Former track federation president Lamine Diack was sentenced Wednesday to two years in prison for his part in a scheme that enabled Russian athletes that paid hush money to keep rival when they ought to have been suspended for doping.
The guilty verdict at a Paris courtroom represented a dramatic fall from grace for its 87-year-old Diack, that had been the effective head of the IAAF from 1999-2015. The court sentenced Diack to another 2 decades of suspended prison time and fined him 500,000 euros ($590,000).
Diack was found guilty of numerous corruption charges and violations of trust but instead of a money laundering charge.
In Diack’s trial in June, prosecutors asked a four-year prison sentence and a fine of 500,000 euros ($590,000).
Diack, sporting a white robe, sat impassively in the front of the main judge because she read the guilty verdict and sentence. The judge, Rose-Marie Hunault, detailed his part in the payoff strategy, dubbed”complete coverage,” that squeezed Russian athletes suspected of doping of roughly 3.2 million euros ($3.74 million) in hush money.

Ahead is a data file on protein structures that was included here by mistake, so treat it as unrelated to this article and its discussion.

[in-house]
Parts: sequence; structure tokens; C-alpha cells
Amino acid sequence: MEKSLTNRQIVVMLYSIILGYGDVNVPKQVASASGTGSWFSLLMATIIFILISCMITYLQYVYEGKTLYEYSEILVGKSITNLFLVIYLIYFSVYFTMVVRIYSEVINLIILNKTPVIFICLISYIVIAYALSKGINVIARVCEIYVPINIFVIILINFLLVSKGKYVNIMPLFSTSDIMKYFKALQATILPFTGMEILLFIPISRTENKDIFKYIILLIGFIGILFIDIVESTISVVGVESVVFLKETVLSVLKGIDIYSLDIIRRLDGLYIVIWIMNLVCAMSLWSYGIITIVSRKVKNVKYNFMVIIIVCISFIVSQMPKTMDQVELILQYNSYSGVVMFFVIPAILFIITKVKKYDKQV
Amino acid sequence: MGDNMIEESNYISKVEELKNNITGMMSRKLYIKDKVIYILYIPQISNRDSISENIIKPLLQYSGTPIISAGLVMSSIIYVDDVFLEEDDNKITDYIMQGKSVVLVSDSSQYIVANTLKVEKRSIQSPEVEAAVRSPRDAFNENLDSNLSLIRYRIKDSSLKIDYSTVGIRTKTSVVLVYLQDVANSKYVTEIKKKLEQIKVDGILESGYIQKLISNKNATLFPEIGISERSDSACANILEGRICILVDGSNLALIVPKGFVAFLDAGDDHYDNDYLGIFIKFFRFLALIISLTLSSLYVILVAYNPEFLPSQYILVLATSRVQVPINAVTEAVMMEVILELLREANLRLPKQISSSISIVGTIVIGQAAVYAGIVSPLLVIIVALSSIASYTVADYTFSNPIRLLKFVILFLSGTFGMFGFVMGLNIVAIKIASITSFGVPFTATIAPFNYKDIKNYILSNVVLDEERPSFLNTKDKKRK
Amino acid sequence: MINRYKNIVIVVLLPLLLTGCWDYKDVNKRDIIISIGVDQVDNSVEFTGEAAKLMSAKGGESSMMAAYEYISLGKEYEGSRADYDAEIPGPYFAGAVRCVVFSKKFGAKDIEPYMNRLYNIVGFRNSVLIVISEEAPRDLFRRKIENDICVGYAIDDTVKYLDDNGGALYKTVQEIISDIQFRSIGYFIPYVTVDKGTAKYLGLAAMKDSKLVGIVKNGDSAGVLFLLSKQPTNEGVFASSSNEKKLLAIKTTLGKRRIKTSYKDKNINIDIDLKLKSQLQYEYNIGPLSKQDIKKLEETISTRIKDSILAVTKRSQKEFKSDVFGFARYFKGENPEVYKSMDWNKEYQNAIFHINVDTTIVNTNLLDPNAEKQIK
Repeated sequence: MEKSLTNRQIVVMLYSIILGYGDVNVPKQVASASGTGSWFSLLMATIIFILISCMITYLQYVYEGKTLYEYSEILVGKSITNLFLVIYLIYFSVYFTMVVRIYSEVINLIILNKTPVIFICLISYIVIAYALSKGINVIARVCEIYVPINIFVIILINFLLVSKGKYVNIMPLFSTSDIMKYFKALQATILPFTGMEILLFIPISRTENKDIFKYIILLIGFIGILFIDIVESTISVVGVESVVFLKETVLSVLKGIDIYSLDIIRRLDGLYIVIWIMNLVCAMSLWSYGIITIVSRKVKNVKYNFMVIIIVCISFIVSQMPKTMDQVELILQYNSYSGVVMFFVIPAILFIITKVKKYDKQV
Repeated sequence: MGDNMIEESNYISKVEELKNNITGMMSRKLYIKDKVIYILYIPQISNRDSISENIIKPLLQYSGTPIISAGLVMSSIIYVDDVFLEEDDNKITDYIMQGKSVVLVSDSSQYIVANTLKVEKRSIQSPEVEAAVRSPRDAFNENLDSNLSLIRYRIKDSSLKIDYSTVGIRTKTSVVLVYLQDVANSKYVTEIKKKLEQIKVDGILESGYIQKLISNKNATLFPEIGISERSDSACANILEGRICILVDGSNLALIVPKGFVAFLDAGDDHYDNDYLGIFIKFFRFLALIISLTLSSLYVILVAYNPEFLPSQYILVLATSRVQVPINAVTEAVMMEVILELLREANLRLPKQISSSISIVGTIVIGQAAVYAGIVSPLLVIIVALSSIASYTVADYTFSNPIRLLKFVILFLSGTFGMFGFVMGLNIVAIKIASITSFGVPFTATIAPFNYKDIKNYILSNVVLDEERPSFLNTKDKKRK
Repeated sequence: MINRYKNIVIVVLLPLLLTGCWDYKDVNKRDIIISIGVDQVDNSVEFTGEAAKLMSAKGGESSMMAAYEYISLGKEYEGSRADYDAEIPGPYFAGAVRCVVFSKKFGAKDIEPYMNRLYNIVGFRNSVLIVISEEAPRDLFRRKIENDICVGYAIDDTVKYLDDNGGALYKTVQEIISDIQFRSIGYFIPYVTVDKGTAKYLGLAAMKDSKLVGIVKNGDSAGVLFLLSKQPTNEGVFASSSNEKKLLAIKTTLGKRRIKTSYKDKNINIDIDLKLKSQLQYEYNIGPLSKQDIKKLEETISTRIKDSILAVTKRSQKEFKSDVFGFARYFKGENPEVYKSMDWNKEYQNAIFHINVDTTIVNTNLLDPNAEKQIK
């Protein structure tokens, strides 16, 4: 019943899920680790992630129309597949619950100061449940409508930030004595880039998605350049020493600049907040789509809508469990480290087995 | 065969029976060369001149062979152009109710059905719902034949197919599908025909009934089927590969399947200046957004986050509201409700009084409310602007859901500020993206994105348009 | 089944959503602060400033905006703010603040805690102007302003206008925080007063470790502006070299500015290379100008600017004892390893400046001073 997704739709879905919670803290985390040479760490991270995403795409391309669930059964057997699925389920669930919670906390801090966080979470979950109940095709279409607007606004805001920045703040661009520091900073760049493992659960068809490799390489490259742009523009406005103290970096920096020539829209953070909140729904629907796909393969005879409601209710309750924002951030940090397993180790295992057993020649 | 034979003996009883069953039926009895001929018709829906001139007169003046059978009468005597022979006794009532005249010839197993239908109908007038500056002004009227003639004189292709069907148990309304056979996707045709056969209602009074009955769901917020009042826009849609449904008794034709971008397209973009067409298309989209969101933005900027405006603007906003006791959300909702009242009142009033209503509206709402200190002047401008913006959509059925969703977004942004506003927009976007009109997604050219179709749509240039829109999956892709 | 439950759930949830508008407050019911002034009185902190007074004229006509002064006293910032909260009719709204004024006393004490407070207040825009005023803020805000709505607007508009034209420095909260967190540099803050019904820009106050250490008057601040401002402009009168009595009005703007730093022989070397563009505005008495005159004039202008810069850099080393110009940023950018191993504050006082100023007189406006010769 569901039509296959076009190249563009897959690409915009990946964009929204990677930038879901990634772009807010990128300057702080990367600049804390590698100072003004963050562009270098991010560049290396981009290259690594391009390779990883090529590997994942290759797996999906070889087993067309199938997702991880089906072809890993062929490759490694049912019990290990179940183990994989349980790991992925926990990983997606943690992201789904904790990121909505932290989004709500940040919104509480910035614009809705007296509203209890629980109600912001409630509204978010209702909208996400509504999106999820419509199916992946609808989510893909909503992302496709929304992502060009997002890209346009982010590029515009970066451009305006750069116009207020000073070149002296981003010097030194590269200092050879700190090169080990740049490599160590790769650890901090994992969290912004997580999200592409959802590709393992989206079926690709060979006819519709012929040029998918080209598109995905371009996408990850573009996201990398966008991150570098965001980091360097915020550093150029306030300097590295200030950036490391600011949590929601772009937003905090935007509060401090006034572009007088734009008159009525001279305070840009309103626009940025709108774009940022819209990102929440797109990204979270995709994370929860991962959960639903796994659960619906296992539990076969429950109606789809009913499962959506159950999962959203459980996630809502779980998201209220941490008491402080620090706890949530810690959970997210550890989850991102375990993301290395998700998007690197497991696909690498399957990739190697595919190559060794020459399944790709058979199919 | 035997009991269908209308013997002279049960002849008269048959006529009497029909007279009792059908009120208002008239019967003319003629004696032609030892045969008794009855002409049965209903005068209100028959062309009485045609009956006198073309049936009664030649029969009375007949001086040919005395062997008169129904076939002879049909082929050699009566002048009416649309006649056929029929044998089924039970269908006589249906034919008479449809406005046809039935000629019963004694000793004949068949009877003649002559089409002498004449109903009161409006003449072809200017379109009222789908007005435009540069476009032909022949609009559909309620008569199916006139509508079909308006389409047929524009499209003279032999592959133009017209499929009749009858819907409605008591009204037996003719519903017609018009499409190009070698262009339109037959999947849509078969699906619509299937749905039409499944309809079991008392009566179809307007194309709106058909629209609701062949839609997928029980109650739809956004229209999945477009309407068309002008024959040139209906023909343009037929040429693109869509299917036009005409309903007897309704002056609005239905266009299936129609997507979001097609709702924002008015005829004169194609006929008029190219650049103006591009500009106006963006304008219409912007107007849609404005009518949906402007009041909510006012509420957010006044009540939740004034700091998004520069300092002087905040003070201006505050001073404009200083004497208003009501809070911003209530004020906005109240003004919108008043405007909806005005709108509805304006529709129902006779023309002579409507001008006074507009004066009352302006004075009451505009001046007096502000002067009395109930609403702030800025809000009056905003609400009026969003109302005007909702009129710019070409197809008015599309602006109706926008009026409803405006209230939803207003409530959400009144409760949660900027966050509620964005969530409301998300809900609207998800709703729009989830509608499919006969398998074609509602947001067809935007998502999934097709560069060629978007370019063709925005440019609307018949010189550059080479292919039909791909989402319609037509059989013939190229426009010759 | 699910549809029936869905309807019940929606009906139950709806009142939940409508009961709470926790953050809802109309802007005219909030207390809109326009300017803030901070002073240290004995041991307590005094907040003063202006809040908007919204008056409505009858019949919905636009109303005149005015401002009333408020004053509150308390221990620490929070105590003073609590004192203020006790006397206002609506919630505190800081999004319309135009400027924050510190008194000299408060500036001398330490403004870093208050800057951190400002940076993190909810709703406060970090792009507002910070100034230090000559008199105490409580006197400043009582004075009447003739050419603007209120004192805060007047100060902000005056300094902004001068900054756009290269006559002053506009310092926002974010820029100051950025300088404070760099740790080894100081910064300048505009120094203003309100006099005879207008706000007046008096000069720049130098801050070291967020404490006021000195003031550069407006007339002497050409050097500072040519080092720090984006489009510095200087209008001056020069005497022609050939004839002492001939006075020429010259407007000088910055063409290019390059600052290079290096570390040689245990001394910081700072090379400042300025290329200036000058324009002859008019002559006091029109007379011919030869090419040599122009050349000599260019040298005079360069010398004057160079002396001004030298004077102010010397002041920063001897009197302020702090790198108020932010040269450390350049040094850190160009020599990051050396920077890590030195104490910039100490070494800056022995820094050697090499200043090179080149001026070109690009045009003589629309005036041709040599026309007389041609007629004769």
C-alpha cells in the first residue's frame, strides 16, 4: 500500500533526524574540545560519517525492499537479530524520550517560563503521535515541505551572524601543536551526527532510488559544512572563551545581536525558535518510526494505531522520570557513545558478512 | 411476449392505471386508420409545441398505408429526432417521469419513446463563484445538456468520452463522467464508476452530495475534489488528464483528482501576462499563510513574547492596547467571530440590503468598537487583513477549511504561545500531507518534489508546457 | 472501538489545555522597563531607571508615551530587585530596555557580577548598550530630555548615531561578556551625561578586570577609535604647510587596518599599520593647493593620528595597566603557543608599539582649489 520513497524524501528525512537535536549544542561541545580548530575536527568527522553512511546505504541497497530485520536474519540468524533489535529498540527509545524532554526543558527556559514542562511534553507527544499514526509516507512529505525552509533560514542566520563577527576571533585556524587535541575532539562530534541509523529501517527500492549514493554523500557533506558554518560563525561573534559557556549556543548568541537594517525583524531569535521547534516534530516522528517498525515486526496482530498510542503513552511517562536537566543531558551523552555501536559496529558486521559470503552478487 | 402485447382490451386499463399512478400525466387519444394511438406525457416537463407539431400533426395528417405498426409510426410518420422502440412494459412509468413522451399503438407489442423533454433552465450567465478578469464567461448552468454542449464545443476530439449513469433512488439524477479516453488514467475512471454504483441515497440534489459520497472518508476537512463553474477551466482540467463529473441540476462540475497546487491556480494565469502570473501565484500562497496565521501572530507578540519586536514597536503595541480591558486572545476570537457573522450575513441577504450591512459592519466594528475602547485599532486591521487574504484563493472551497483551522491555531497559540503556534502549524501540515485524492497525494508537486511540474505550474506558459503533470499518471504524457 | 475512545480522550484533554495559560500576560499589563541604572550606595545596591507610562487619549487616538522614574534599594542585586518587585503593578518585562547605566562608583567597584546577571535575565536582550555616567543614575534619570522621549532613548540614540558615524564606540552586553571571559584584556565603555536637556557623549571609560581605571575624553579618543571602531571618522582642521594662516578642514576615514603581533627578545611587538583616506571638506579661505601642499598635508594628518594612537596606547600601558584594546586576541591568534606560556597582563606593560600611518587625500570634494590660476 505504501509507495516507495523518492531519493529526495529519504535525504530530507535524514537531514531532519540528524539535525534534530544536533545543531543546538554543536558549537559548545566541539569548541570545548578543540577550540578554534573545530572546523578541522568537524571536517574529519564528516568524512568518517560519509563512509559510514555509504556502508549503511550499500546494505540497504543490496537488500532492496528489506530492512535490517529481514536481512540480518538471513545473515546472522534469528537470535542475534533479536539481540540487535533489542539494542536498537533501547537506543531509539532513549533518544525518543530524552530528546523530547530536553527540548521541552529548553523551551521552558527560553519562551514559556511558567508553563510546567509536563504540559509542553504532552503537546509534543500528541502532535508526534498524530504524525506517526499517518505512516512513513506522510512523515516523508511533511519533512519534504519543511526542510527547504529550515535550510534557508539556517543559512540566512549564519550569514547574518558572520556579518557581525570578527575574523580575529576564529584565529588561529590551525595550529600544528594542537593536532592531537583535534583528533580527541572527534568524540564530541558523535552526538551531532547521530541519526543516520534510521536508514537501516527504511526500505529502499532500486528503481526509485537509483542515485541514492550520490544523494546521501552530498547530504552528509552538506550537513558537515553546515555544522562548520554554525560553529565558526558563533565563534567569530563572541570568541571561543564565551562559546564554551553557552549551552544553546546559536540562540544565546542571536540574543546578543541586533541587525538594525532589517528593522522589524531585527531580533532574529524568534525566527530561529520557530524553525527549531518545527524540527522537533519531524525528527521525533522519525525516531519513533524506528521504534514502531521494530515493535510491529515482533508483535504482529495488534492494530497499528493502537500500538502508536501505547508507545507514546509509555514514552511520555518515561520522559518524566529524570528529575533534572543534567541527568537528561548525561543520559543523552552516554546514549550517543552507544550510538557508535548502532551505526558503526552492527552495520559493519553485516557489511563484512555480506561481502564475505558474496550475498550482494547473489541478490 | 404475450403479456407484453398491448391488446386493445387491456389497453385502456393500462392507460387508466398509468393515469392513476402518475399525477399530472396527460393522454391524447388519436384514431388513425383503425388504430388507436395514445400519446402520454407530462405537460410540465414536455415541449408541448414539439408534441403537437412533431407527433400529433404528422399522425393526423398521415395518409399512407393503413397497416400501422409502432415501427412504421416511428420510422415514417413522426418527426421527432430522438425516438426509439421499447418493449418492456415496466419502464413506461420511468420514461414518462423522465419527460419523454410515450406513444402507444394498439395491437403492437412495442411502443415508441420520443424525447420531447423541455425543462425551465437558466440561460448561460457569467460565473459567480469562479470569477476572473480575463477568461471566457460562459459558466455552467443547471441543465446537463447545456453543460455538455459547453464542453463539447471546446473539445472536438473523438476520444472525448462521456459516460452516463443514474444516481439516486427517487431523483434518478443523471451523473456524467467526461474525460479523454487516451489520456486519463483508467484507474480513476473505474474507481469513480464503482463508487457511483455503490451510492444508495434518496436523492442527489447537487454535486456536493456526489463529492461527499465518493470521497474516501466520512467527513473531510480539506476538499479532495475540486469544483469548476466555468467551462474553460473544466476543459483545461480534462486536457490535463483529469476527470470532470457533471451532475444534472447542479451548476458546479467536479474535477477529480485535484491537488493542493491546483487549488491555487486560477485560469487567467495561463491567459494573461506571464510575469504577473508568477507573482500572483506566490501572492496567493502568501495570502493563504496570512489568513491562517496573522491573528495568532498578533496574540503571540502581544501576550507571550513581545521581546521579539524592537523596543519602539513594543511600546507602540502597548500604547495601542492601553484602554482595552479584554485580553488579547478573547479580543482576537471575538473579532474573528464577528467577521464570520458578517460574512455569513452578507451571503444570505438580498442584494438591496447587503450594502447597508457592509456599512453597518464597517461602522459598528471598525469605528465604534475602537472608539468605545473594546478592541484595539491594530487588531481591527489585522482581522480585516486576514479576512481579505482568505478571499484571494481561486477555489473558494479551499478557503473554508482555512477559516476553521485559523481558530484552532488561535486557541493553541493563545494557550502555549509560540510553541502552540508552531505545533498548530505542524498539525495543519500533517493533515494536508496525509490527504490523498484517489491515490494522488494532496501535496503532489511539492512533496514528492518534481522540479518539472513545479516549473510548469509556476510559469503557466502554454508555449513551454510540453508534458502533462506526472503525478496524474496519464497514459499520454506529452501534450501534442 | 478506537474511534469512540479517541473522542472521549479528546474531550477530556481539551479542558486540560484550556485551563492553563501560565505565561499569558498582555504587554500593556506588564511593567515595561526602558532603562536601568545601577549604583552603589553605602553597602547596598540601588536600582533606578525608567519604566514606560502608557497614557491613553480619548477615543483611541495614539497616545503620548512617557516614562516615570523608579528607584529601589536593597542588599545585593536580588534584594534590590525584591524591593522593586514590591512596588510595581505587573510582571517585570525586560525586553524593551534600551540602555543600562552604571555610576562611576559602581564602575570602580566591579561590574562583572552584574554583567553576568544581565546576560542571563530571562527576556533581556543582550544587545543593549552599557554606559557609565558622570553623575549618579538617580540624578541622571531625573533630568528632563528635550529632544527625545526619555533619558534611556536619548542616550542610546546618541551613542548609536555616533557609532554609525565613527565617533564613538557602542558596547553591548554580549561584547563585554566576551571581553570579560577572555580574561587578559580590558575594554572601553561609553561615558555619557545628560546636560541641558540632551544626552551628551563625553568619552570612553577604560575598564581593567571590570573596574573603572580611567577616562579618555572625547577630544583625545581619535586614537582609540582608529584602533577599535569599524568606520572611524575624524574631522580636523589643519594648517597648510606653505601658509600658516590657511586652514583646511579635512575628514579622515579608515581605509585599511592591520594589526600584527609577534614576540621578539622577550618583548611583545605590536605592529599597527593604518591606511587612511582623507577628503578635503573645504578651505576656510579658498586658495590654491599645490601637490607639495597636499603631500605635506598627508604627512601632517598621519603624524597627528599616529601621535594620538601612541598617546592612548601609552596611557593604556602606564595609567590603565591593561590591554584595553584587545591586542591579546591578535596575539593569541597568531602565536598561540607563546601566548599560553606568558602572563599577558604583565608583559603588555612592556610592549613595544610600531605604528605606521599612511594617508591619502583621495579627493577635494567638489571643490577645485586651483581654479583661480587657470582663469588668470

“The cash was paid for a schedule complete defense,”’ she stated, including the strategy enabled athletes that have to have been frozen”purely and simply to escape sanctions.”
The court handed guilty verdicts to five different individuals, such as Diack’s son, Papa Massata Diack, who was employed as an IAAF advertising adviser. The judge stated $15 million has been funneled into the younger Diack’s businesses, including money and commissions creamed off contracts and the sale of TV rights and other trades while his dad was in charge of the IAAF.
The younger Diack resides in Senegal, which has refused to extradite him. He wasn’t in court for the verdict and didn’t attend the six-day hearing in June.